March and April 2020 Email Interaction Data from BounceX

With more people in front of their devices for longer periods of time, coupled with the fact that increasing email volume has little incremental cost, this channel makes an ideal platform to stay in front of your customers.

But it’s not just the low cost of email that makes it an ideal tool. It’s the fact that email is the best lead conversion and customer upselling tool you have.

Acquiring a new customer costs five times more than growing revenue from an existing customer

Forrester research noted that growing business from your existing database is five times more cost effective than finding new customers. And there’s no time like a global pandemic to start boosting your marketing ROI via email.


2. Organic Social: As you’d expect if people were stuck inside for longer periods of time, social media analytics company RivalIQ has found that social engagement has increased across its user base.

Graph indicating that engagement rates have gone up correlated to a decline in posting frequency.

Interestingly enough, this growth has occurred in spite of posting frequency actually falling to ~3 posts weekly. The drop in posting is is likely due to many companies not quite wanting to return to normal scheduled activities in light of changing conditions, but the rising engagement indicates that, just as with email, people are spending more time on their social channels.

While organic social media typically doesn’t enjoy the same reach as paid social posts, you can make up for a lower ad budget by interacting more with your followers in order to boost engagement.

3. SEO: how many of you would have turned to search engine optimization in response to a pandemic? While SEO is generally not thought of as a fast-acting marketing channel, the fact is that people can only be glued to the coronavirus news for so long before they’re going to return to their normal browsing habits. And with more people stuck inside with nothing to do, overall search volume is skyrocketing.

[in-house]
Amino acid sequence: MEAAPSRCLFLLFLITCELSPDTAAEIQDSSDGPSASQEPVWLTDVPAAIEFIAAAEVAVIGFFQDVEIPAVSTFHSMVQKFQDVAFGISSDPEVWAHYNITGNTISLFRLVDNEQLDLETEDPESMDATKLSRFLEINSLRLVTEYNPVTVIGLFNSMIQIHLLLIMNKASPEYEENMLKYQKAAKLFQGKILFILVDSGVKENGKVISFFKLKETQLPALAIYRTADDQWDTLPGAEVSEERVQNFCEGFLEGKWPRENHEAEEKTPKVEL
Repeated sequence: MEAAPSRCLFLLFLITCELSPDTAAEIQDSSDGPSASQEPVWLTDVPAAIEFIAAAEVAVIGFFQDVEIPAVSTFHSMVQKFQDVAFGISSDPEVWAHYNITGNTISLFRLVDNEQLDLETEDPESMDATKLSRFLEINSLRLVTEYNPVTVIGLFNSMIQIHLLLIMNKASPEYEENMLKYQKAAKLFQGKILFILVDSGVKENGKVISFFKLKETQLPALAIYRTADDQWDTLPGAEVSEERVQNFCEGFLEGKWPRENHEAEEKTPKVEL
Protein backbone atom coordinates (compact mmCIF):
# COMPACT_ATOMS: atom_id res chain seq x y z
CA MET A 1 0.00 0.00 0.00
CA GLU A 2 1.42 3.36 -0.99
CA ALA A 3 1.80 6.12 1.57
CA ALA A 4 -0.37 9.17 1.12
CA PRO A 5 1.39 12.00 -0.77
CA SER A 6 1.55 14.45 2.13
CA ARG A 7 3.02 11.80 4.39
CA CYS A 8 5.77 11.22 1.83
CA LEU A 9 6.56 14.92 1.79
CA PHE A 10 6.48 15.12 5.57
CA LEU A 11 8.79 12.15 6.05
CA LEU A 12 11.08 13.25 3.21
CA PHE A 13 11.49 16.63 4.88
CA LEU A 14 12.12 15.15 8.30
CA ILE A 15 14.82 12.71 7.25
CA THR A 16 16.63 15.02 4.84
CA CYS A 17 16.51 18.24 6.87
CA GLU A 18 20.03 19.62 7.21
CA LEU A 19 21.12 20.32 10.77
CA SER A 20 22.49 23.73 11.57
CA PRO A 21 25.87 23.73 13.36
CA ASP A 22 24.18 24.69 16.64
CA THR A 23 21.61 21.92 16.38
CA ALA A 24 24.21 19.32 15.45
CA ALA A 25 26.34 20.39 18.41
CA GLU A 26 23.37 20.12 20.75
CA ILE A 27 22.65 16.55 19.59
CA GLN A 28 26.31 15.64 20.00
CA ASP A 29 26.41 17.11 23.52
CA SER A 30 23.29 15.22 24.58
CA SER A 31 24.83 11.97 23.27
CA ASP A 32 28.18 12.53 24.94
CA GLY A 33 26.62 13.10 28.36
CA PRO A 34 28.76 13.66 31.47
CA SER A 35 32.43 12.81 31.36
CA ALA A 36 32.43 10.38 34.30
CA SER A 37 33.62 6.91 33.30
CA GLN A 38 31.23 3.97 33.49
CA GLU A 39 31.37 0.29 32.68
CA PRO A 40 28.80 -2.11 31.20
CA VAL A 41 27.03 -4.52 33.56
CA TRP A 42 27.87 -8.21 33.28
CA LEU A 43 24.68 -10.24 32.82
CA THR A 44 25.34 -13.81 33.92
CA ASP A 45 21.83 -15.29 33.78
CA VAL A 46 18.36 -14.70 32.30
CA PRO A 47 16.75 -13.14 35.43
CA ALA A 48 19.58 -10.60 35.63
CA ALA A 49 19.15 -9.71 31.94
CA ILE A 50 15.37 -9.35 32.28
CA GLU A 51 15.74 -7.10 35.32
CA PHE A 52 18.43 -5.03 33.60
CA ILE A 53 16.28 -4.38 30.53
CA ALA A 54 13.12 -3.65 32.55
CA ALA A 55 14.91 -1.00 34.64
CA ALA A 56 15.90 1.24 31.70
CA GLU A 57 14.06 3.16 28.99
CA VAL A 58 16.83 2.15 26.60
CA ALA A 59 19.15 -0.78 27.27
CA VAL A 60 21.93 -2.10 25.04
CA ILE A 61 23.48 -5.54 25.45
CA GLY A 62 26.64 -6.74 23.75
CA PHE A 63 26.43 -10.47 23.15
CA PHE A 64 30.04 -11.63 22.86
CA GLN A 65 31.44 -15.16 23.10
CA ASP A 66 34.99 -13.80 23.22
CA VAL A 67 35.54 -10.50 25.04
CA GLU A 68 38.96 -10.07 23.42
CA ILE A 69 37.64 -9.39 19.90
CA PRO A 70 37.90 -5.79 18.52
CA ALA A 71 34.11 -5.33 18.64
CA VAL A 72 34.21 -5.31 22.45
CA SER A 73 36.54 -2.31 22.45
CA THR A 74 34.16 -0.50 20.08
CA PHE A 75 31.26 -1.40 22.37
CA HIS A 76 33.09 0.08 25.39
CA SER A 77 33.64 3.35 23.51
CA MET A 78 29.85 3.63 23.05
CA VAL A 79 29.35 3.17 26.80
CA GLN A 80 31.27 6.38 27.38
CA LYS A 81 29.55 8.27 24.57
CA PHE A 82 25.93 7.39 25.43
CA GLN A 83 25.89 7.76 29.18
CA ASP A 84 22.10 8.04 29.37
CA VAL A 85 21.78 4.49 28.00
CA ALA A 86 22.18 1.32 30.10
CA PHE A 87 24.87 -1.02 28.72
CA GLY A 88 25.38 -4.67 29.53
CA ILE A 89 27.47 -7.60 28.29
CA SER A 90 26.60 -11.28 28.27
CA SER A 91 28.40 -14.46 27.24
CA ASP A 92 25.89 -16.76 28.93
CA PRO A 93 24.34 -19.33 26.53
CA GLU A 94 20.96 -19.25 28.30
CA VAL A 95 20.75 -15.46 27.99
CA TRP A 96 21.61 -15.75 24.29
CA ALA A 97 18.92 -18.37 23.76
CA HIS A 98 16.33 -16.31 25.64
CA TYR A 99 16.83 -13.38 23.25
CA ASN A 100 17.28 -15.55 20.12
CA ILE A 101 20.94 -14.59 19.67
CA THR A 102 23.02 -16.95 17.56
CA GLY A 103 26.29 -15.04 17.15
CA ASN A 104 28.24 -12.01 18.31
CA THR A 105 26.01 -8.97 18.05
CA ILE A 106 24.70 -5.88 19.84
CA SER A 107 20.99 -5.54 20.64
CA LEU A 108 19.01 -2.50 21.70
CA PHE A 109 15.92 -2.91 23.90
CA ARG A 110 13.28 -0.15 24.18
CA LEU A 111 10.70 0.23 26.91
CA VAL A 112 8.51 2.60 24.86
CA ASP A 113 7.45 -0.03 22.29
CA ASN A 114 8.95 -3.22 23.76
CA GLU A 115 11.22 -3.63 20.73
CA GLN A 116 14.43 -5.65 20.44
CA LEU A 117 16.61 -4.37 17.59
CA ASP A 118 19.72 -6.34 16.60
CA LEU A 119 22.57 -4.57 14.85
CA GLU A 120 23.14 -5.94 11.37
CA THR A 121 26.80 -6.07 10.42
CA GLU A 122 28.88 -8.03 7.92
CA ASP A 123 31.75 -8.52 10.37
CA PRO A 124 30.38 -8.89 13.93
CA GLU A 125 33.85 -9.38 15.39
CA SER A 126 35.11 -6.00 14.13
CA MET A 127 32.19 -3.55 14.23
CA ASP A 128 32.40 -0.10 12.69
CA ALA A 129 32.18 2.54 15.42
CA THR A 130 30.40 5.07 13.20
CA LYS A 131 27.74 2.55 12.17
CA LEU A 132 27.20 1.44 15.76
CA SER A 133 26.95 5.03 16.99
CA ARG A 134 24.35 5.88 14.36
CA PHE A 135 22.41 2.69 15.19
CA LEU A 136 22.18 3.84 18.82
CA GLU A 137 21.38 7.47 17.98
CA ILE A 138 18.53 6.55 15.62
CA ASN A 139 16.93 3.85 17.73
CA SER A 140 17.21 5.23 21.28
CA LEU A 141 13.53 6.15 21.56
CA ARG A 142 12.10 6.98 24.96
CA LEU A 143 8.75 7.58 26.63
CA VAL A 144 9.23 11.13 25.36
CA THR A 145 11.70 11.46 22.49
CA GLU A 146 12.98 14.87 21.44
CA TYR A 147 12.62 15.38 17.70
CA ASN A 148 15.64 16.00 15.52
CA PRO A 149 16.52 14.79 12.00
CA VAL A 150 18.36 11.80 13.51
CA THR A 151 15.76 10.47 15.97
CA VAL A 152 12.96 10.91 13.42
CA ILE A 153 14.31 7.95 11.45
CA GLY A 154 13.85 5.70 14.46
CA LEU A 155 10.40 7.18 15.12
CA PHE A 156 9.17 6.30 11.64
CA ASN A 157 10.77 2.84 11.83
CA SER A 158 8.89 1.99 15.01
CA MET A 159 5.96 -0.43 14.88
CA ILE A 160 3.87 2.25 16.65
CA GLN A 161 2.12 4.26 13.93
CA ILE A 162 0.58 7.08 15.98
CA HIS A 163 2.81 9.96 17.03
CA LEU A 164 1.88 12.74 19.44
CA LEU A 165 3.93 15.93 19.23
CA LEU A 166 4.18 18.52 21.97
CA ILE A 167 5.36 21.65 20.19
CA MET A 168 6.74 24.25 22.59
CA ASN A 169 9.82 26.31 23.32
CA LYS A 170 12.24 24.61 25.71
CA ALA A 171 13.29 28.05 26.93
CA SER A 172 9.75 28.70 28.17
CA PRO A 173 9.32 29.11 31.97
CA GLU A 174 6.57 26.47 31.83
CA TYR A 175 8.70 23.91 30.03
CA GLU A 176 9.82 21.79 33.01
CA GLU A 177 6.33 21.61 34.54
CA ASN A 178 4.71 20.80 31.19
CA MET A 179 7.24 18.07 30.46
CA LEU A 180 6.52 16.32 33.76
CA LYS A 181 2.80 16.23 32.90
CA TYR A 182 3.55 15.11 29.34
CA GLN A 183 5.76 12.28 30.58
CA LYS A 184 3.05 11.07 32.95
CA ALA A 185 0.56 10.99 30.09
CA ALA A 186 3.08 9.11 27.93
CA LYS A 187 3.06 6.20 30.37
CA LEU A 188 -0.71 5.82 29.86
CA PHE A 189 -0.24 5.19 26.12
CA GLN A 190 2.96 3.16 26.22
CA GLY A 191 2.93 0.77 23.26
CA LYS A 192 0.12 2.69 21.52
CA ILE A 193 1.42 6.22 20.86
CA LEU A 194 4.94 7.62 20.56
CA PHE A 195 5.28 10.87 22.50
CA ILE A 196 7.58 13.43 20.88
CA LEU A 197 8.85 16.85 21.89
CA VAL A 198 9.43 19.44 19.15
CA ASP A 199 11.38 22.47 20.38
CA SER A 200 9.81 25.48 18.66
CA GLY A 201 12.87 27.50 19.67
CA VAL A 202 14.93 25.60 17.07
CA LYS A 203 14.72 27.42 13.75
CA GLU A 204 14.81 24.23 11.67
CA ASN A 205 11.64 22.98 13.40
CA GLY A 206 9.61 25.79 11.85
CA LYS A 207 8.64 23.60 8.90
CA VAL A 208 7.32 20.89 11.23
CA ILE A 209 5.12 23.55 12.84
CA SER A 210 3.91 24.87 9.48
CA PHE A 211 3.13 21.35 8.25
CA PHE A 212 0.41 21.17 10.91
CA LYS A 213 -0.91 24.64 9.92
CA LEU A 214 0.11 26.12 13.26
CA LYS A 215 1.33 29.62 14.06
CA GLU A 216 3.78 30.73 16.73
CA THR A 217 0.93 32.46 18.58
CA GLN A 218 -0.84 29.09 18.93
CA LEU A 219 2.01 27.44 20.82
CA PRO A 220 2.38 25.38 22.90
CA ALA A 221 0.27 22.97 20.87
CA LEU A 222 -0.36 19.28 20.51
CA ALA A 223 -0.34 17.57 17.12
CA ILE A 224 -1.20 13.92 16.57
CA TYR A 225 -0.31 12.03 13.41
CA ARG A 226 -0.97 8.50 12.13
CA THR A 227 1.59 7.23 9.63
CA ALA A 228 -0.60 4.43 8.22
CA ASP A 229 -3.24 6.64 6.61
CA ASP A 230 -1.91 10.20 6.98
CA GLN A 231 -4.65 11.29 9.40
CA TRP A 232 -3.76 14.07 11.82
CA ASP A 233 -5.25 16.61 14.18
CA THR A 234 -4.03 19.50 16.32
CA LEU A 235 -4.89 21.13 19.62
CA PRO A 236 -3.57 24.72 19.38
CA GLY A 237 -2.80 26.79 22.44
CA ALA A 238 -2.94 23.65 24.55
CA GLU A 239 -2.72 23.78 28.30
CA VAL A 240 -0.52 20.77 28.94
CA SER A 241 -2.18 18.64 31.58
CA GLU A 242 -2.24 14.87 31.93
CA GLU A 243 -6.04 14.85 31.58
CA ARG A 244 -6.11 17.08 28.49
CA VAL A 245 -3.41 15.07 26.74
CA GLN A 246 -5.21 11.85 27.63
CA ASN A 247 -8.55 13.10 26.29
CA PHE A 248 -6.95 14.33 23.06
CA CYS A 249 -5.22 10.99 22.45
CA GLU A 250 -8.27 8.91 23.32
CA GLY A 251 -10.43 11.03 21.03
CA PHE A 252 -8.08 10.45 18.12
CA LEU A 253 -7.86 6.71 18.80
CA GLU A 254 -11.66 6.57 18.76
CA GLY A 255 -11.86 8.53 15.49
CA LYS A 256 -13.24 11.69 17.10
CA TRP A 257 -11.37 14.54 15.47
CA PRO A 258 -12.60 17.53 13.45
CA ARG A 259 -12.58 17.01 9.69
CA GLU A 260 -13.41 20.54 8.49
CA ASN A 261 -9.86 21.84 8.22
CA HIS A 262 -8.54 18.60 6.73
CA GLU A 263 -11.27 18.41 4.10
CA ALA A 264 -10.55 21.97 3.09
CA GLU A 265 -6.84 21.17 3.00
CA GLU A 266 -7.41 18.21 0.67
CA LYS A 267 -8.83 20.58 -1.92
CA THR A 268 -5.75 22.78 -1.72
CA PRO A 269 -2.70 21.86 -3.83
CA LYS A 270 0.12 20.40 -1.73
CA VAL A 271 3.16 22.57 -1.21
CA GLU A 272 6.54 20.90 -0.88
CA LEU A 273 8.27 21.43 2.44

Web browsing has increased by 70% according to one media study

There’s never been a better time to freshen up your site’s content, push out that white paper, or make sure that your metadata is as cleaned and optimized as it can be. Google ranks sites based on recency of updates (among many other factors), and you don’t want to be losing impressions because someone else posted a more current blog.

What Should Marketers Say During Coronavirus?

You’ve probably seen (or sent) a version of the “standard” pandemic response email dozens of times by now: a few vague platitudes about being “in this together,” a note on operational changes, and maybe a discount offer or two. But now that we’re more than a month into social distancing, there’s not much new most brands will be able to contribute to the pandemic conversation and market research studies have shown that brands are not seeing advertising damage their reputations during this time, so it’s more than appropriate to return to your “normal” campaigns.

Marketing During Coronavirus - Consumer Advertising Attitudes

It’s appropriate to return to “normal” marketing messages, provided you recognize the “new normal”

An understanding of how your target audience’s needs have shifted, and how your value proposition will need to adjust to meet those needs, is your best friend when developing your ongoing “corona campaigns”. Here are a few messaging tips for how to shape your marketing messages during COVID-19: